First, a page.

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When the captain brought the journalist along on the whale hunt, the elders predicted trouble. The elders were right. The whale tried to kill them all.

Wednesday, Oct 17 2001

Page 8 of 9

One week every August, the reindeer herders come into Yanrakynnot, and one day during that week, the villagers join them at the burial grounds. There they repair the rock mounds of the newly dead as well as the long gone and tell stories as a reindeer is slaughtered, bread is broken, and vodka flows as freely as tears.

That day this August was the day after Tanko made it through a storm in the Mechigmen Bay. He invited his passenger to the feast, where he pointed out the memorials for dozens who weren't so lucky. All across the rugged hilltop, villagers from Yanrakynnot sat in circles with reindeer herders around boards laden with heaps of reindeer meat, bread, hot sauce, piles of salt, pots of steaming tea, and bottles of vodka. Others stood arm in arm over the graves of loved ones, sprinkling candy across the rocks and toasting the dead with capfuls of vodka tossed into the cold breeze. One man with few teeth and thick glasses knelt alone by the tomb of his brother, repeatedly crossing his arms over his chest, as if to comfort himself, and then thrusting them skyward. Two small children listened to their parents tell them stories of grandparents the little boy and girl never knew. Your mother's mother loved beadwork and cloudberry tea, they hear. Your father's father had the keenest eyes in the village and played the drum while his wife danced. They all died in an October storm, returning from a visit with relatives up north, rushing to get home before the winter shore ice came.

Hearing all the stories, it seemed that no one remembered on the hilltop outside Yanrakynnot died peacefully of natural causes. They plunged through holes in the ice. They fell off cliffs while gathering puffin eggs. They were torn apart by bears. They froze to death in blizzards. They vanished by the boatloads in the Mechigmen Bay.

Sitting cross-legged by one mound, Leonard Kutylin, 52, told the story of watching the five men whose pictures fluttered in the wind beside him die when a gray whale turned the tables. It happened two summers ago. The six hunters left Yanrakynnot in two classic, wide-bottomed, wood-plank whaleboats. They harpooned a ferocious gray in the rough waters of the Senyavin Strait and the whale destroyed them. First it flipped over the harpooners' boat, tossing the three men on it overboard, then whipped around and rammed the empty craft, breaking it into two pieces. The three men in the second whaleboat were desperately trying to fish their friends out of the water when the whale struck from behind, taking out their motor and ripping a hole in their boat's bottom. Powerless, they sank. Kutylin was the only man in the water wearing a traditional hunting suit made of a watertight, insular layer of seal skin blanketed beneath pants and a parka made of furry reindeer hide. He clung to wreckage, and watched helplessly while his friends succumbed to the cold and slipped beneath the waves, one by one. Hours later, a search party miraculously found Kutylin, still holding on, blue-lipped and near death. The whale won that day, and Kutylin hasn't been hunting since.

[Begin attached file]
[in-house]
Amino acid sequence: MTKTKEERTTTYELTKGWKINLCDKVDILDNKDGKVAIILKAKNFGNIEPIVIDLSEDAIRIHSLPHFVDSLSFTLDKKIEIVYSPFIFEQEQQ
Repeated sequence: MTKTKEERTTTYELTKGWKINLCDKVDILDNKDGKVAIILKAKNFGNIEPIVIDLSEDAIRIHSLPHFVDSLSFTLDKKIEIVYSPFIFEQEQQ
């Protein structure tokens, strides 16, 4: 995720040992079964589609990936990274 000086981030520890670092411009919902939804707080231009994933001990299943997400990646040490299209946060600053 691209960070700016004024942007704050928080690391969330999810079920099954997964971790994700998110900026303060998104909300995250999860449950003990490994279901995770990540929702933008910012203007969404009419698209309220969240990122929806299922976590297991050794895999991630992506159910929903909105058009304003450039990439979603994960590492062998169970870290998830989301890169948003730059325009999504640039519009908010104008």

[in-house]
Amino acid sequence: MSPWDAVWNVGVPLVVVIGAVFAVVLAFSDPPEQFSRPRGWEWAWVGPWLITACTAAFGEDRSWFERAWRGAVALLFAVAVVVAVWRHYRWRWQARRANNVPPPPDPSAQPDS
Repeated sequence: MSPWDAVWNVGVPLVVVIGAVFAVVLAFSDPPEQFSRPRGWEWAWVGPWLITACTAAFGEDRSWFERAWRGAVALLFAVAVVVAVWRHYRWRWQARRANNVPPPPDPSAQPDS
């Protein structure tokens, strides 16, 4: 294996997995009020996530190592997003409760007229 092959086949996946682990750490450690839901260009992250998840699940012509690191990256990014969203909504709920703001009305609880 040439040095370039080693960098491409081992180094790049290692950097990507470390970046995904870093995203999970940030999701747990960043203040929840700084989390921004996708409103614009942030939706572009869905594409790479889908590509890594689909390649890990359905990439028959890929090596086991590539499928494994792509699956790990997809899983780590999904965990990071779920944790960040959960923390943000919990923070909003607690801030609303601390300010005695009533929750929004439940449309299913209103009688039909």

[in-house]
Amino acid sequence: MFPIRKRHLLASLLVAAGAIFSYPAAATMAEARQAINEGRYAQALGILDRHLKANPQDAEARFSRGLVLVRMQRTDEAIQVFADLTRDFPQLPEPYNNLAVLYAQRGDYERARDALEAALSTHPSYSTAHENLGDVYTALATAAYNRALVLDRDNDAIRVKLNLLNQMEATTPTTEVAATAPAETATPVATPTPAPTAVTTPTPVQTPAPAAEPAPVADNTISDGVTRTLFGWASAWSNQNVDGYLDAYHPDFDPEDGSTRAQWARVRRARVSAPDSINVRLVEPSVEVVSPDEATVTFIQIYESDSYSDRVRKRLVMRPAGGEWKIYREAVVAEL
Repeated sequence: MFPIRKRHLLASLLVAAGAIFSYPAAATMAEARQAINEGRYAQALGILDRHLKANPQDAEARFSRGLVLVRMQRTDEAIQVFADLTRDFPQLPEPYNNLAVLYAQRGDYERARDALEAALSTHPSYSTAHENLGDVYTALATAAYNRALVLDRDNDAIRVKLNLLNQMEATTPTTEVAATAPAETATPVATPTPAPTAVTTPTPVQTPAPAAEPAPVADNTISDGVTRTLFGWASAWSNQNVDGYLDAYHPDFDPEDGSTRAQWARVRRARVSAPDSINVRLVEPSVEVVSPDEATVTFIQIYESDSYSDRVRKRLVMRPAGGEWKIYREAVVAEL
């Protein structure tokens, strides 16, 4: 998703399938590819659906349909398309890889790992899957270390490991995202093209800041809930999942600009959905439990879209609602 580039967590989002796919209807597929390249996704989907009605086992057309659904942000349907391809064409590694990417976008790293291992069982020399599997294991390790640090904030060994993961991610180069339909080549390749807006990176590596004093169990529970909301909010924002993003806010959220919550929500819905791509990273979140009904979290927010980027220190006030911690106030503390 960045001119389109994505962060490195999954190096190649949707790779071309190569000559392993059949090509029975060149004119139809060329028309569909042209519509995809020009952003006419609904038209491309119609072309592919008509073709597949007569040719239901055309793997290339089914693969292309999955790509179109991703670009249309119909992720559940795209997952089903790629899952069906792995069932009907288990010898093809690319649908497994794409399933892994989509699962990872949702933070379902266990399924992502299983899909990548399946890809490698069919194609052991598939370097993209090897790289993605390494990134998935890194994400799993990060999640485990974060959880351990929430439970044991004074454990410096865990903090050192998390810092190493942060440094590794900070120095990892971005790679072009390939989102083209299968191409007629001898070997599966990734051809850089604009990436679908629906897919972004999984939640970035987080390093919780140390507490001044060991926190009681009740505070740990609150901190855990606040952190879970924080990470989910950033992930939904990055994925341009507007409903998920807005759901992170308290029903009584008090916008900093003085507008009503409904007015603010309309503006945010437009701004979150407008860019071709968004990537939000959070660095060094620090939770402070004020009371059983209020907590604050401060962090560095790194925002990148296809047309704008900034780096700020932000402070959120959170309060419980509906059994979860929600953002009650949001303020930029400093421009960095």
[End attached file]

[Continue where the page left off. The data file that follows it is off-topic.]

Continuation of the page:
Kutylin finished his story as he scraped the last bits of reindeer meat off a leg bone with his knife. It is bad form in Chukotka to leave meat on a bone. Animals eaten there are eaten totally. Amidst the burial grounds, a huge metal pot hung by its handle from a tripod erected over a roaring fire. Inside the pot, reindeer fat and flesh, boiled off the bone, bobbed in a thick yellowish stew. The reindeer's heart, liver, kidneys, and intestines baked in coals. The eyeballs, tongue, and lips were broiling on hot rocks. One of the herders scraped the felt off its antlers and held it over the blaze to cook the hair into a crispy finger food. The reindeer's penis was speared on a stick and roasted. Like the whale in Lavrentiya, the reindeer was stripped to its skeleton by nightfall.

The abundance of the feast was deceptive. Last winter, the reindeer herders lost 2,000 of their 3,000 reindeer to cold and wolves. The 400 villagers of Yanrakynnot were in even more desperate straits. At a bare minimum, they need to kill four whales a summer to make it through the next winter. Five whales require less strict rationing. Six and they're well off. By mid-August, with less than two months of hunting to go, Yanrakynnot had no whales. The loss of five hunters two summers ago from such a small population -- six, counting Kutylin -- is taking a heavy toll, though the villagers believe the dearth of whales is also because of supernatural forces working against them. Over the winter, one of their whaling captains converted to Christianity. This spring he denounced the village's rock-sculpture shrine to gray whales as pagan and destroyed it. The villagers say they are cursed as a result.

"The whales are angry," says Natasha Ashkamakin, 50, who has lived in Yanrakynnot all her life.

Facing a crisis, the village's elders in August dispatched emissaries to Lorino, Lavrentiya, and Novoe Chaplino to request those villages release a few hunters each to harvest whales for the imperiled village.

About The Author

David Holthouse


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